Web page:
It takes courage to use a retired superstar to endorse a brand.

I used to live in Bombay, as that exciting city was called in the late Seventies in my bachelor days, and the star that people died for was Rajesh Khanna, whose famous hairstyle, ‘guru' shirts and trademark tilt of the head were forever etched in the minds and hearts of people. I remember an unsolicited tribute to his personality in a small hotel in Sion where, above the mirror, was a sticker that read, “We know you are Rajesh Khanna, but please don't comb your hair here.” Even in the city that spawned and led the “anti-Hindi agitation” Madras as Chennai was then called, his blockbuster movie Aradhana ran for 100 weeks in Little Anand! People like me who did not know a word of Hindi still hummed his songs hoping against hope that no one would ask us what we were singing. His fans were legion and would die for him. Well, newer, younger stars have taken his place and captured the imagination of today's youth just as much as Rajesh Khanna did three decades ago. One star has been replaced by several and Rajesh Khanna pretty much went into oblivion.

The star returns

After a long hiatus, Khanna makes an entry as the celebrity in the Havells fan commercial. Whenever I tune in, I seem to catch the commercial. Clearly, the star has aged. The film has images of his youth, his fan following and the background score is the music that we all grew up with. Yeh shaam mastani, shots from his huge fan following, reminiscences about his fans, the affection, the love, the high that fans can give stars. In an obvious way, the commercial leads to Havells fans that he is endorsing and repeats the line of Babu Moshai which was from his unforgettable performance in the movie Anand with Amitabh Bachaan. In a stoic way there is recognition of the fact that while his fans may have switched camps over the years, they are special and will be forever, for him, at least.

Love or hate but can't ignore

The trouble with most advertising is that it leaves one completely cold and does not merit a word much less a discussion or debate. This commercial, however, seems hard to ignore and is receiving strong reactions from individuals in private discussions and in media. A friend of my vintage was angry because he probably could not accept the aging star who was timeless, in his mind's eye at least. Well, everyone ages, including yours sincerely! But to me there were some interesting strategic sidelights to this commercial.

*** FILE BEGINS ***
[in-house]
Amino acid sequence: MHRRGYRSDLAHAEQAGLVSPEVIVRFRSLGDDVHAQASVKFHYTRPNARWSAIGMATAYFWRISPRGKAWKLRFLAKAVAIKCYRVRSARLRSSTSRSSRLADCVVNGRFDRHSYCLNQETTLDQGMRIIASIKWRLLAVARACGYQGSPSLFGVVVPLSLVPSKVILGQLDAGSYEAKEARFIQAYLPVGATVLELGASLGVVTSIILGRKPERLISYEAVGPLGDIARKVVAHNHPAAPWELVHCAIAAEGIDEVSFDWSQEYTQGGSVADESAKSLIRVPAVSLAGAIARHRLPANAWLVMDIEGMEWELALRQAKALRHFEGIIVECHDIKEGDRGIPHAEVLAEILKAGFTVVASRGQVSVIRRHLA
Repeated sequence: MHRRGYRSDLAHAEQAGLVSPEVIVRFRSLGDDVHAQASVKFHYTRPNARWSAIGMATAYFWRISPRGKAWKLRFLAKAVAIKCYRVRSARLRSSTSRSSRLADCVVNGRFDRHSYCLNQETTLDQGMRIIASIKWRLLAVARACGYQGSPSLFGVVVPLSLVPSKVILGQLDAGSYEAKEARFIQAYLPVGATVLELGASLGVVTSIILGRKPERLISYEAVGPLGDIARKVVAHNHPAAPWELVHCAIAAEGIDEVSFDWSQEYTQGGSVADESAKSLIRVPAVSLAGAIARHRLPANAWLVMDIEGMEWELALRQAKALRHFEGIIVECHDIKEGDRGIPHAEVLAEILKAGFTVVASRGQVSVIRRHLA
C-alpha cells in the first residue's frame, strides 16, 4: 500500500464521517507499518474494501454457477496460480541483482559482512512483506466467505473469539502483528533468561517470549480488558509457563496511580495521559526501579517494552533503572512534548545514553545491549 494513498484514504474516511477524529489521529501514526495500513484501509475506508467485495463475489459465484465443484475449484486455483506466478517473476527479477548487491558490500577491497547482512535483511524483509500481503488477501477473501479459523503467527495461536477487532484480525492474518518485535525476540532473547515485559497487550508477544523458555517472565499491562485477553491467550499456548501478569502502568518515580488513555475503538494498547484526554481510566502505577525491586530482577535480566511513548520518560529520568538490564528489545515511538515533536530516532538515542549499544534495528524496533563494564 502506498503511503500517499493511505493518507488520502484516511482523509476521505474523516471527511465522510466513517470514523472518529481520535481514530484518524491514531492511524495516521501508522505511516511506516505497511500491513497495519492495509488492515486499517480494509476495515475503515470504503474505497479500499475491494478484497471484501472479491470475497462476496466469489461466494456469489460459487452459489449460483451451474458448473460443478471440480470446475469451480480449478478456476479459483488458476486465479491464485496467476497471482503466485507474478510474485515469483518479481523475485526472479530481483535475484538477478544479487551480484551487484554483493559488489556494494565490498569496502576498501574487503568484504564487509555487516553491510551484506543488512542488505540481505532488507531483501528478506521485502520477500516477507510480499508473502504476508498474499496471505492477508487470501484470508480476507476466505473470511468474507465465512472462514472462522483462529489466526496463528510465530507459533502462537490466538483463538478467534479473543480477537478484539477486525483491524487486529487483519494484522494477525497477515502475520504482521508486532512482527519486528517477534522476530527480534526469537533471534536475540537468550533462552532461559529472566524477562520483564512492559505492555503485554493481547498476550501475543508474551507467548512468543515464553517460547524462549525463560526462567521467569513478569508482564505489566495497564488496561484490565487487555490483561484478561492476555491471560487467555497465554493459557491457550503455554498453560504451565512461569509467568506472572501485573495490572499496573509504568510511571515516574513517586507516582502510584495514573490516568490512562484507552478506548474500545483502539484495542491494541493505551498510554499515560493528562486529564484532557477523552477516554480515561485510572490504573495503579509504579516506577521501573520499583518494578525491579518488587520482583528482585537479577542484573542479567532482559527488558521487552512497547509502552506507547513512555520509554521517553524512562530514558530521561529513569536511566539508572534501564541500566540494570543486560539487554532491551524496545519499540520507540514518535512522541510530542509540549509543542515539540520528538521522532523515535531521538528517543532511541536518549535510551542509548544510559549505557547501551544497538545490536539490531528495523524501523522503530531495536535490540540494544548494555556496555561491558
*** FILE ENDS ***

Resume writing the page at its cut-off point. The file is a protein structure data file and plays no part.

Celebrity endorsement choices and scripts are getting lazier by the moment. What great strategic difference will a brand get using Priyanka Chopra, Saif Ali Khan or Dhoni? They each endorse so many brands that even their managers probably do not know which brands they are endorsing. So imagine the plight of poor consumers like us. If my memory serves me right, this is the only commercial Rajesh Khanna has featured in, albeit long after his retirement. The script refers to fans, a strong reference to the product category. There is no confusion about the fact that this commercial is about fans.

The strong and frequent exposure in the IPL means that regular viewers get an opportunity to see the commercial quite a few times and this commercial, like some film tunes, grows on you. And I have always been a strong believer in the fact that every celebrity commercial has to make sense in a cost benefit analysis. I am sure the costs of signing on Rajesh Khanna will be a fraction of the cost of today's star celebrities. And what might be the benefit? I strongly believe that the star, aged though he is, has a strong connect with older audiences, who are still buying fans and with that generation of younger viewers who watched films with their parents, not to forget audiences in smaller towns, semi-urban and rural markets. I like the commercial because it shows that celebrity endorsements can be thought of as a means of differentiating the brand instead of merely increasing awareness. It takes courage to look at different strategies and executions and to me, these are the strong points of the TV commercial that we spoke about.

Why this Hindi-veri di?

Still on the subject of IPL and Extraaa Innings that precedes it. I have a basic doubt. Does not Sony Television want anyone from the South to watch these programmes? The experts seem to be conversing in Hindi or Punjabi most of the time and only rarely lapsing into English. I can understand Sidhu doing this but what is the problem with the likes of Harsha Bhogle who are troublesome enough in English but simply insufferable in Hindi. Cricket is an English game and lends itself to description in that language. In their desire to reach out to the Hindi belt, I think our great marketers are messing up big time. More on this later as Extraaa Innings is just over and the match has just started!

Ramanujam Sridhar is the CEO of brand-comm and a Director of Custommerce. http://www.ramanujamsridhar.blogspot.com

(This article was published on May 16, 2012)
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